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South Africa: main opposition party says new coalition partner has withdrawn from deal

South African anti-apartheid activist Mamphela Ramphele, left, greets Helen Zille, right, the head of the South African Democratic Alliance political party during a press conference in Cape Town, South Africa, Tuesday, Jan. 28, 2014. The former anti-apartheid activist who was close to Steve Biko and was a World Bank executive merged her party Tuesday with South Africa's main opposition party, the Democratic Alliance, and will be its presidential candidate, challenging the ruling African National Congress whose popularity has eroded amid corruption scandals and other problems. (AP Photo/ Nardus Engelbrecht)

South African anti-apartheid activist Mamphela Ramphele, left, greets Helen Zille, right, the head of the South African Democratic Alliance political party during a press conference in Cape Town, South Africa, Tuesday, Jan. 28, 2014. The former anti-apartheid activist who was close to Steve Biko and was a World Bank executive merged her party Tuesday with South Africa's main opposition party, the Democratic Alliance, and will be its presidential candidate, challenging the ruling African National Congress whose popularity has eroded amid corruption scandals and other problems. (AP Photo/ Nardus Engelbrecht)  (The Associated Press)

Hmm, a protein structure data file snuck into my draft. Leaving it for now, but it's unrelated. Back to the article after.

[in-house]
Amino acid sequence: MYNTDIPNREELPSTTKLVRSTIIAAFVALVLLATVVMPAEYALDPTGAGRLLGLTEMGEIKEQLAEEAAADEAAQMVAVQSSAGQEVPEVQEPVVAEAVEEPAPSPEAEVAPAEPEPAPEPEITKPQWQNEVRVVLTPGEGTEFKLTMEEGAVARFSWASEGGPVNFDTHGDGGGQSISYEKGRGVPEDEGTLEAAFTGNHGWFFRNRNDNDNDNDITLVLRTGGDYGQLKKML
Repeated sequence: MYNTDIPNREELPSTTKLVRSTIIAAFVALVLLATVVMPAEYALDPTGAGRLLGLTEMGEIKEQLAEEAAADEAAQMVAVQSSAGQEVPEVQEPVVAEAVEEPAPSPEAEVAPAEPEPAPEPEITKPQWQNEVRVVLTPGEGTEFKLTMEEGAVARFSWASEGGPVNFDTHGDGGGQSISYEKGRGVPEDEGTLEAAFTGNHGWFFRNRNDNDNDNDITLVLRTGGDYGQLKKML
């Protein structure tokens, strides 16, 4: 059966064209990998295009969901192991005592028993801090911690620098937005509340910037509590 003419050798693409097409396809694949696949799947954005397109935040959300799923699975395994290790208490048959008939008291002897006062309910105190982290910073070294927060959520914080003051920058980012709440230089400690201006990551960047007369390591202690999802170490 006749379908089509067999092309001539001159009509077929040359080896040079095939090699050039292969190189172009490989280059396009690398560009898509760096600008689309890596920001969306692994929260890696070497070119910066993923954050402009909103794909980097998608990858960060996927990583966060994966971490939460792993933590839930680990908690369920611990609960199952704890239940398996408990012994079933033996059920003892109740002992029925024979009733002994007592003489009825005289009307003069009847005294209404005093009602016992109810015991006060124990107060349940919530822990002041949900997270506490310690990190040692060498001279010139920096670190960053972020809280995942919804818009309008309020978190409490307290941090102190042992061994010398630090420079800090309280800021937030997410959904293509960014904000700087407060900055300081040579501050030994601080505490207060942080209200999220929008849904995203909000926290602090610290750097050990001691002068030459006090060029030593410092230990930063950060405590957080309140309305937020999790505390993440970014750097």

South Africa's main opposition party says a plan to join forces with another opposition group to challenge the ruling party in elections this year has collapsed.

The Democratic Alliance party said in a statement Sunday that opposition leader Mamphela Ramphele had reneged on a deal to be its presidential candidate and to merge her smaller party with the Democratic Alliance.

Ramphele was the partner of Steve Biko, the Black Consciousness leader who was tortured and died in police custody in 1977. She has been an activist, doctor, academic and World Bank executive.

The ruling African National Congress has been in power since Nelson Mandela was elected president in South Africa's first all-race elections in 1994. Analysts expect it to win this year's elections, though possibly with a smaller majority.